Microsoft slams claims of poor Xbox One sales as “inaccurate” – still refuses to admit how many it’s sold
After yesterday’s news that the Xbox One was lagging behind PS4 sales by more than 40 million units (which you can read below), Microsoft has provided Alphr with a statement on the matter denying such claims as “inaccurate”.
“The projections are inaccurate,” a Microsoft spokesperson told Alphr. “Regardless, we are focused on delivering amazing gaming experiences to players on all devices and engagement is our measure of progress.”
Microsoft’s response dodges the question of just how many Xbox One consoles it’s sold, but that’s not too surprising as it’s something the company hasn’t disclosed for years. Interestingly, it doesn’t give us any estimation on just how “inaccurate” the sales projections were. We already knew we were working in rough figures, but claiming these estimations as inaccurate could be a case of a few hundred consoles or a few million.
Either way, Microsoft doesn’t seem too worried as its install base is still growing, with Microsoft’s spokesperson explaining that “we just announced a record start to the year with Xbox Live monthly active users up 13% to 59 million.”
You can read the original story below.
Xbox One is seriously lagging behind PS4
According to Variety, which crunched the numbers, Microsoft had sold around 30 million Xbox One consoles by the end of 2017. By comparison, Sony had sold more than 73 million PS4 systems in roughly the same period of time. If the numbers can be believed, this means that Microsoft has sold fewer than half the quantity of consoles in the same time period – and not even the Xbox One S and Xbox One X have managed to boost numbers significantly.
Microsoft doesn’t give out sales figures and hasn’t done since it was evident the PS4 was wiping the floor with it. However, thanks to EA CEO Andrew Wilson, we now have an estimation into just how many Xbox Ones have been sold as he explained both Xbox One and PS4 sold a combined 103 million units by end of 2017.
“Turning to our expectations for fiscal 2019, we expect sales of current-generation consoles from Microsoft and Sony to continue to be strong,” he said, “with the installed base growing to 130 million consoles by the end of calendar 2018 from 103 million at the end of calendar 2017.”
Wilson may not have broken down the number into individual console sales, but because Sony does disclose just how many consoles it sells each quarter, we can work it out. At the start of 2018, Sony issued a statement declaring that more than 73.6 million PS4s had been sold as of 31 December 2017.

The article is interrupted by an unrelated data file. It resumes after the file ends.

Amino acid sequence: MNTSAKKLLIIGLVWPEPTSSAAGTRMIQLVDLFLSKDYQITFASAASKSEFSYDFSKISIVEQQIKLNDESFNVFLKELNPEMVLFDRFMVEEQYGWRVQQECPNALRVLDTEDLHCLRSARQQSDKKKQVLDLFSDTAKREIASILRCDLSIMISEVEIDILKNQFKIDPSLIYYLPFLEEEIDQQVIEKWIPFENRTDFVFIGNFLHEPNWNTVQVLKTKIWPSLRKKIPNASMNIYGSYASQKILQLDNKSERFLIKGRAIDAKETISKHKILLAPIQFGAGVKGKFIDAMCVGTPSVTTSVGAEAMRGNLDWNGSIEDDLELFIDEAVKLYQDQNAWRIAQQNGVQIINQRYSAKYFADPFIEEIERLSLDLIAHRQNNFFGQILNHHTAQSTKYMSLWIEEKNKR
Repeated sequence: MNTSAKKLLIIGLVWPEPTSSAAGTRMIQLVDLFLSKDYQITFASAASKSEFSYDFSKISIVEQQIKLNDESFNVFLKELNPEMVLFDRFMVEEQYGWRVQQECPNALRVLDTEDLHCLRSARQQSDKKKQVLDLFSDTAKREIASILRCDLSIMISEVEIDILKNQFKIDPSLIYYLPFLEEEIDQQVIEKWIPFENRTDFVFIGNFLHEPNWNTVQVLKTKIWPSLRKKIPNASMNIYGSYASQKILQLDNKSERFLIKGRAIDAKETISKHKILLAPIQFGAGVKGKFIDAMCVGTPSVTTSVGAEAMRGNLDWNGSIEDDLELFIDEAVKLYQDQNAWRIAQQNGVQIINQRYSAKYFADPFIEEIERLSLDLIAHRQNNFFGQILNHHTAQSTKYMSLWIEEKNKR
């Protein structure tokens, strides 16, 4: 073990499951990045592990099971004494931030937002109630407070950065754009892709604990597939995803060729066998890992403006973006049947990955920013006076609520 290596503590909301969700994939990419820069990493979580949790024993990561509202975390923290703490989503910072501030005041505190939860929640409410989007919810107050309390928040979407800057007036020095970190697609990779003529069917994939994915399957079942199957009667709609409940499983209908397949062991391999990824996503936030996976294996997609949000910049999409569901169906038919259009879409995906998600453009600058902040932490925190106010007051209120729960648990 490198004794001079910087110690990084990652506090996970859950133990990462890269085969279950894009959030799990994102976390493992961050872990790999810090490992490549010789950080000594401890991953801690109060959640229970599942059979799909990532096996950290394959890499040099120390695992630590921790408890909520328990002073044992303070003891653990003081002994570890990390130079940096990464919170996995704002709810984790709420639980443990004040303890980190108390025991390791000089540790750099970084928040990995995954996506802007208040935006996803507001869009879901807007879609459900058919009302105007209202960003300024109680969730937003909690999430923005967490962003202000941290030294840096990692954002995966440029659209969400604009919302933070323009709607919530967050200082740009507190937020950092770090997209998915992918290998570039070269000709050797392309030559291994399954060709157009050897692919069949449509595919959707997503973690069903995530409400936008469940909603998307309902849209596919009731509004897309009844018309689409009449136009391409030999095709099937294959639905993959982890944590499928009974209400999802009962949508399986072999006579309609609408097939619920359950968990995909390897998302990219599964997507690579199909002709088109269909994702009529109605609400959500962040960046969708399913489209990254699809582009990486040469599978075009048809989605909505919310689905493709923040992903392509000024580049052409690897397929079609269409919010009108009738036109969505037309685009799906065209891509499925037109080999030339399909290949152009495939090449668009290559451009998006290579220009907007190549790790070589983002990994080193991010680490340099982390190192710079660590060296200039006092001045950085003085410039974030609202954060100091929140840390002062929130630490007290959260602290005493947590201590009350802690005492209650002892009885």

It doesn’t take a maths genius to realise this leaves around 29.4 million Xbox One consoles – equating to Sony outselling Microsoft by two-and-a-half times as many consoles.
As Variety points out, you can also deduce how many of those Xbox One consoles were sold in 2016 and 2017 because – once again – EA accidentally revealed sales figures back in 2016. In January 2016, EA revealed around 18 million to 19 million Xbox One consoles had been sold, meaning that Microsoft only sold around 10 million to 11 million consoles over two years
If we believe that numbers aren’t split evenly across 2016 and 2017, it looks like Microsoft may well have saved themselves with the release of the Xbox One S at the end of 2016. With the Xbox One X landing at the end of 2017, perhaps sales will pick up in 2018 and help close the gap between the companies. If that’s the case, the extra 27 million consoles Wilson expects to be sold in 2018 could well be more Xbox-shaped.
Interestingly, Wilson also said he expects the Nintendo Switch to hit the 30 million mark by the end of 2018. If that’s the case, and Microsoft doesn’t manage to close the gap on the PS4, the Nintendo Switch could well overtake the Xbox One family within the space of just two years.
Does Xbox have a future?
So what does this mean for Microsoft’s involvement in the console space in future? Well, the Xbox division of Microsoft isn’t going anywhere. It’s got a slew of upcoming releases for its Xbox One family of consoles and it appears to have begun hiring talent for an all-new IP. We also know that it has moved away from the idea of big console launches in favour of a more fluid update cycle and potentially a games streaming model reminiscent of its Xbox Games Pass service.
We’ve reached out to Microsoft for comment on sales numbers and Xbox’s future, and you can read its response at the top of this article.
If you want to help Microsoft close the gap, you can actually now pick up an Xbox One X for a reasonable price at most retailers.